Of all the applications that had been received, 92% (3,319,000) had been concluded, of which 57% (1,907,500) conferred settled status, and 41% (1,367,500) pre-settled status. The remaining 1% of applications were not granted status, which includes refused applications (900) on eligibility or suitability grounds; withdrawn or void applications (28,900), where applications were withdrawn at the applicant’s request, or were from British citizens who are ineligible for settled status; and invalid applications (14,100), where the required proof of identity and nationality or other essential information was not provided.
The estimated share of EU citizens resident in the UK who had applied to the scheme up to 31 May 2020 varied widely by nationality (Figure 8). These percentages should be treated with caution, because for several nationalities there have been more applicants than the total estimated population in the UK. This is because the estimates of countries’ nationals in the UK is based on a survey with margins of error. The percentages shown in Figure 8 are based on the central estimates of the populations of each EU country’s citizens in the UK.
The most recent Home Office statistics on the EU Settlement Scheme are available here.
Evidence Gaps and Limitations
The impacts of policy changes on settlement are often difficult to determine. It takes several years for policy changes to work their way through the system, since changes are generally introduced only for newly arriving people.
With thanks to Nicolas Rollason for providing valuable feedback on the 2019 version of this briefing, and CJ McKinney of freemovement.org.uk for help updating this latest version.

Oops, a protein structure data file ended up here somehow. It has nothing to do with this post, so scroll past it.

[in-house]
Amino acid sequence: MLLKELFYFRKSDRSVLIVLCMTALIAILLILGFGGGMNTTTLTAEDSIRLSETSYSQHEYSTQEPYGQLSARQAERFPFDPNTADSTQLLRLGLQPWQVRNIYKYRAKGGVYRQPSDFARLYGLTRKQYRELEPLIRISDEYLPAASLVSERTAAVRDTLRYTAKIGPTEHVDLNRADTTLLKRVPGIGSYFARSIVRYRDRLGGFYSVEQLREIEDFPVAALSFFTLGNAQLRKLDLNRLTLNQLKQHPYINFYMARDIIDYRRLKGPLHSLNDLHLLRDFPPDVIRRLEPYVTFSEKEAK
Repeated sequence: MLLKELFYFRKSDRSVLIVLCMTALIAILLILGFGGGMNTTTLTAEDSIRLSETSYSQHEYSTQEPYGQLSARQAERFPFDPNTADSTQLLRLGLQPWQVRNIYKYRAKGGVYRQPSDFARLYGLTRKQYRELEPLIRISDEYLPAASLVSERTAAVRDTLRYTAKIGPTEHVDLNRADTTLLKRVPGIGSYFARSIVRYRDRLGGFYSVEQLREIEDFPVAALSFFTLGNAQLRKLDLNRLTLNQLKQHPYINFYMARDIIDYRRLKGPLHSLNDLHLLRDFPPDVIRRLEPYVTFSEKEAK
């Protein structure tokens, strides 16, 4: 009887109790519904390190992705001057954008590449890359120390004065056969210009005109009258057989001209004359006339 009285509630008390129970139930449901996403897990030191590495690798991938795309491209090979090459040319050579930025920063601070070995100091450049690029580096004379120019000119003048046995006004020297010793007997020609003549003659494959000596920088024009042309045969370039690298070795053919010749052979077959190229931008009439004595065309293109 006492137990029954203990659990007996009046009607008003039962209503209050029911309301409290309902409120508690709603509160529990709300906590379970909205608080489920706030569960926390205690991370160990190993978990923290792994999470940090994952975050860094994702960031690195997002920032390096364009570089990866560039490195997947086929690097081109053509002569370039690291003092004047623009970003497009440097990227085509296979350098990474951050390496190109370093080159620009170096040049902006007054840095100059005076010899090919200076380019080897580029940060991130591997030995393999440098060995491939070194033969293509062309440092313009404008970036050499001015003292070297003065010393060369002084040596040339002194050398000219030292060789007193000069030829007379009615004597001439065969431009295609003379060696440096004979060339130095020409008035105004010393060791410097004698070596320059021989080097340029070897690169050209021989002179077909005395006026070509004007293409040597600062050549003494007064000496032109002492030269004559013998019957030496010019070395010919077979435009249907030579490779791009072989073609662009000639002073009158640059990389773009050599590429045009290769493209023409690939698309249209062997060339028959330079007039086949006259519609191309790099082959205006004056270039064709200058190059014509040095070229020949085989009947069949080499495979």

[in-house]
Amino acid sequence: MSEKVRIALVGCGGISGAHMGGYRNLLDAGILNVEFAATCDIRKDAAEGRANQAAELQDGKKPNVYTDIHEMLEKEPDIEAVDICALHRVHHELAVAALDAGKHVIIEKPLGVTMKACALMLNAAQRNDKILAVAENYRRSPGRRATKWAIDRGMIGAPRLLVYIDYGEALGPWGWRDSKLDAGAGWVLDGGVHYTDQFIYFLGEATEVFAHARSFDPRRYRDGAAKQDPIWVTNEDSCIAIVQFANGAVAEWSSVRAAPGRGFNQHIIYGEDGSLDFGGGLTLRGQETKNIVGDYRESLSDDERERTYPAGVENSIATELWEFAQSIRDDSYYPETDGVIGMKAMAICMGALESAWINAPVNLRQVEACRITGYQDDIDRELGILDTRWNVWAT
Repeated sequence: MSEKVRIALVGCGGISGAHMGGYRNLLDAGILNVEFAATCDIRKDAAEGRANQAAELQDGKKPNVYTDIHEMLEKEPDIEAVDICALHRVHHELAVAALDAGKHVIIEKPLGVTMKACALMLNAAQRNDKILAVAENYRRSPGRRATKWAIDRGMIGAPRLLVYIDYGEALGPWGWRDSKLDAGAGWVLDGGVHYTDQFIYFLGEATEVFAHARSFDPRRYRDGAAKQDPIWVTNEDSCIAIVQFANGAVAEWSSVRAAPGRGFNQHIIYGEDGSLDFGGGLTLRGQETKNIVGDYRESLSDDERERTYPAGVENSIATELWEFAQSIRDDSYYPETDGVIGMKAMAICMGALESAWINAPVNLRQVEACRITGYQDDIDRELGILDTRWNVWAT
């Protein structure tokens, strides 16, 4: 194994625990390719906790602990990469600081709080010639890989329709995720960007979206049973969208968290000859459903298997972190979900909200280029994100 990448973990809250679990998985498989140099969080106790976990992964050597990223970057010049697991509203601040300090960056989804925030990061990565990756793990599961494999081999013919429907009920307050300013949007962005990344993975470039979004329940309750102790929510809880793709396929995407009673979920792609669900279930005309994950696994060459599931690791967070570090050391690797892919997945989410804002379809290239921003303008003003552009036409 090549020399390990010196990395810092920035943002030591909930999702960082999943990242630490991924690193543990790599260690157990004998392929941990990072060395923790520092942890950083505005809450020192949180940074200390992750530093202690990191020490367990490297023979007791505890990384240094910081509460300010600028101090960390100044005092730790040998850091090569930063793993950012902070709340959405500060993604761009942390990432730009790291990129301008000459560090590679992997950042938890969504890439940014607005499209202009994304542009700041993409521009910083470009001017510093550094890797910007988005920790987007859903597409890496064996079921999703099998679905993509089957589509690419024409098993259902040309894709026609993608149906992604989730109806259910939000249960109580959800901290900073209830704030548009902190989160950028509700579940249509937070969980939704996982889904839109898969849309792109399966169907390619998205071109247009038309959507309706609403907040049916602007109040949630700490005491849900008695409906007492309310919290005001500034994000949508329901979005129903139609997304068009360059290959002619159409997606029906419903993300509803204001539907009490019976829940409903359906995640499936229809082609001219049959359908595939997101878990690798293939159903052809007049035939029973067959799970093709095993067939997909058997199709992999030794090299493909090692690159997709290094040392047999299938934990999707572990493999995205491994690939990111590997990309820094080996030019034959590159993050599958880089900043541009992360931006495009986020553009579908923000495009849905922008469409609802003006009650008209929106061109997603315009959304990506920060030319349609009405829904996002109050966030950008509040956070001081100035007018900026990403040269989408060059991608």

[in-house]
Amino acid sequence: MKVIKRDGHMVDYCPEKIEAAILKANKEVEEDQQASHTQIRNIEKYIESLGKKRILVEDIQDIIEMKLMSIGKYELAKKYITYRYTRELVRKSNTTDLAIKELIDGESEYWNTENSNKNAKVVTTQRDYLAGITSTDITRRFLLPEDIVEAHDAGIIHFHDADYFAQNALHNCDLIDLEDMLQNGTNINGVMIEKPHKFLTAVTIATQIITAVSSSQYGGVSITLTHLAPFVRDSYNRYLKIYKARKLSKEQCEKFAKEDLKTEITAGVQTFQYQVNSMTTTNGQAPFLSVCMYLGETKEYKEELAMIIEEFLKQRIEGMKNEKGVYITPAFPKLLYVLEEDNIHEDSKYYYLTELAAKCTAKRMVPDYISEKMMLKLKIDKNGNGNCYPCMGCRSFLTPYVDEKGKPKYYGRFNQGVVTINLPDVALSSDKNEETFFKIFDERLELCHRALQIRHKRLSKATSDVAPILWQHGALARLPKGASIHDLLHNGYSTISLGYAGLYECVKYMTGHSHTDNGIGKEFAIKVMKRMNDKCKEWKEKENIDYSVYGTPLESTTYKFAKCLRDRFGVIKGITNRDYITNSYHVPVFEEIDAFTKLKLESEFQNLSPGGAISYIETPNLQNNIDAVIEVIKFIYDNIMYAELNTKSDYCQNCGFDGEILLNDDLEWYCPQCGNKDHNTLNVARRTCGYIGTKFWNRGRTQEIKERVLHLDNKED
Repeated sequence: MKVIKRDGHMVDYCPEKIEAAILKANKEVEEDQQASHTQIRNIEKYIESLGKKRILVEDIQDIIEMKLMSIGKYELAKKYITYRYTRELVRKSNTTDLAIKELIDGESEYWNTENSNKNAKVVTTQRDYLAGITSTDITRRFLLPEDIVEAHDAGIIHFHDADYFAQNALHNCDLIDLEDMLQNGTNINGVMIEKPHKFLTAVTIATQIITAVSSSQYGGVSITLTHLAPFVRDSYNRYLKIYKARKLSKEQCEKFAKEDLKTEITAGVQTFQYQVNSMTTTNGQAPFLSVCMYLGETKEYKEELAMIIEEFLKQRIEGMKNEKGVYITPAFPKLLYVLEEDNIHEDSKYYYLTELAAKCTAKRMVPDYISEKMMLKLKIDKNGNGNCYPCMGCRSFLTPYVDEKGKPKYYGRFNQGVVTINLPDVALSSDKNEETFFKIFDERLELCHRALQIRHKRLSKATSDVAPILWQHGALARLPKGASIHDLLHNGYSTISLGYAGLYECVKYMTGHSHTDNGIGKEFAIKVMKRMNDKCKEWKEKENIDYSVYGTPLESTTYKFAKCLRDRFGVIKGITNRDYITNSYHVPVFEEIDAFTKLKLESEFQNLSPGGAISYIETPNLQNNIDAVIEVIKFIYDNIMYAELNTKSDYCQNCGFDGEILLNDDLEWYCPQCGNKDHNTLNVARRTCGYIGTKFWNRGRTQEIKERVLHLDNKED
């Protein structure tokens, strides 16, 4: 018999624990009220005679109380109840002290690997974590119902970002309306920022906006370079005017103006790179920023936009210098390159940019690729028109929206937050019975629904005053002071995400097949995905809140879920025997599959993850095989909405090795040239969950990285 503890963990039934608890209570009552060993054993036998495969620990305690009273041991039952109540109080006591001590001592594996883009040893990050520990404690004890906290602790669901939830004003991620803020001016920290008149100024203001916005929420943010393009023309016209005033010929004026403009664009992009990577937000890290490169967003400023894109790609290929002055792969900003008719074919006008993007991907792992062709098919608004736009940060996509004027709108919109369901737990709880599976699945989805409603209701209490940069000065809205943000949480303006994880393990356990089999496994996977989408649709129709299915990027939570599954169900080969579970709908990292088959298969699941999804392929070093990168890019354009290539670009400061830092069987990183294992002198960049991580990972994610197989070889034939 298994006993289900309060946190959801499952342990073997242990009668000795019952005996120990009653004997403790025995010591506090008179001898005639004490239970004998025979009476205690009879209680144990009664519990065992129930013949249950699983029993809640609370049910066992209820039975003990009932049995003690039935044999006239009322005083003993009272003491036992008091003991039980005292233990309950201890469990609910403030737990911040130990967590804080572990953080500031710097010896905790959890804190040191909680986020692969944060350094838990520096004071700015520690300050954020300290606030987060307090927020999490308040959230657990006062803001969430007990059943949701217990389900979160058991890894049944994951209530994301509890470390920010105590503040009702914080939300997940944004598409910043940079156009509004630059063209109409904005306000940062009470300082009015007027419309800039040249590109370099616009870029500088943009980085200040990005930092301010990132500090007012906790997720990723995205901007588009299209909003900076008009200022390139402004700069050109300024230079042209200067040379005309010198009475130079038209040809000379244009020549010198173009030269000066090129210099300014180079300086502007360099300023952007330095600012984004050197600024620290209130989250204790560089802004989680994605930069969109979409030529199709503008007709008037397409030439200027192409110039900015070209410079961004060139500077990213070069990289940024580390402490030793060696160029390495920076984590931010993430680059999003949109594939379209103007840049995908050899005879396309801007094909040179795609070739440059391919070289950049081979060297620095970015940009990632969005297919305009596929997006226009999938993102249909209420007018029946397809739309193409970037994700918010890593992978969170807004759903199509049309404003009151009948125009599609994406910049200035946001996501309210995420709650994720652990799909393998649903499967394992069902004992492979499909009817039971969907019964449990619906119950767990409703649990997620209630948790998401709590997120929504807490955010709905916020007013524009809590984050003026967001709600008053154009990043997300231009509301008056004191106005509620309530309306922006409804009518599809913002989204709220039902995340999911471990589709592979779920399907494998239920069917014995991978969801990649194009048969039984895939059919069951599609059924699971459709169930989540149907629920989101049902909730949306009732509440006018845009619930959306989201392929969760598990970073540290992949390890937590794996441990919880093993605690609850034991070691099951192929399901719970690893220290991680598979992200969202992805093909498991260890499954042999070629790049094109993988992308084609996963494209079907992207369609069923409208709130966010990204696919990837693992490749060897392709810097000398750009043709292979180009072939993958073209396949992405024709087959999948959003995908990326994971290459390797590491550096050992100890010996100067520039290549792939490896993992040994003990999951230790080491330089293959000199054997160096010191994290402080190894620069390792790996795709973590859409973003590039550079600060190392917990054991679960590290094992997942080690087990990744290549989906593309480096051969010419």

- Bounds, A. & Staten, B. (2020). EU settled status applicants exceed official tally. Financial Times.
- Gbikpi, N. (2020). New statement of changes to the Immigration Rules: HC56, the Global Talent route. Freemovement.org.uk.
- Home Office (2012). Impact assessment. Home Office.
- Home Office (2019). Migrant journey: 2018 report. Home Office.
- Home Office (2020a). EU Settlement Scheme statistics, May 2020. Home Office.
- Home Office (2020b). Migrant journey: 2019 report. Home Office.
- Home Office (2020c). How many people continue their stay in the UK? Home Office.
- Home Office (2019c). Immigration Statistics, Settlement tables, Table se_01: Grants of settlement by category of grant. Home Office.
- International Monetary Fund (2018). International Monetary Fund: World Economic Outlook Database: April 2018 Edition. International Monetary Fund.
- Office for National Statistics (2020). Population of the UK by country of birth and nationality: individual country data. London, UK: Office for National Statistics.
- Parliament (2020). Immigration: Northern Ireland:Written question – 475.
- Piletska, A. (2020). Briefing: can EU citizens with pre-settled status claim Universal Credit? org.uk.
- UK Visas and Immigration (2020). Visa fees transparency data, Table with details of fees and unit costs – 2020. Home Office.
Migration Observatory briefing – Migration to the UK: Asylum and Refugees
Migration Observatory briefing – Non-EU Family Migration to the UK.
Migration Observatory briefing – Immigration by Category: Workers, Students, Family Members, Asylum Applicants
Migration Observatory briefing – International student migration to the UK
Migration Observatory briefing – Work visas and migrant workers in the UK
Migration Observatory commentary – Here today, gone tomorrow? The status of EU citizens already living in the UK
Migration Observatory report – Unsettled Status? Which EU Citizens are at Risk of Failing to Secure their Rights after Brexit?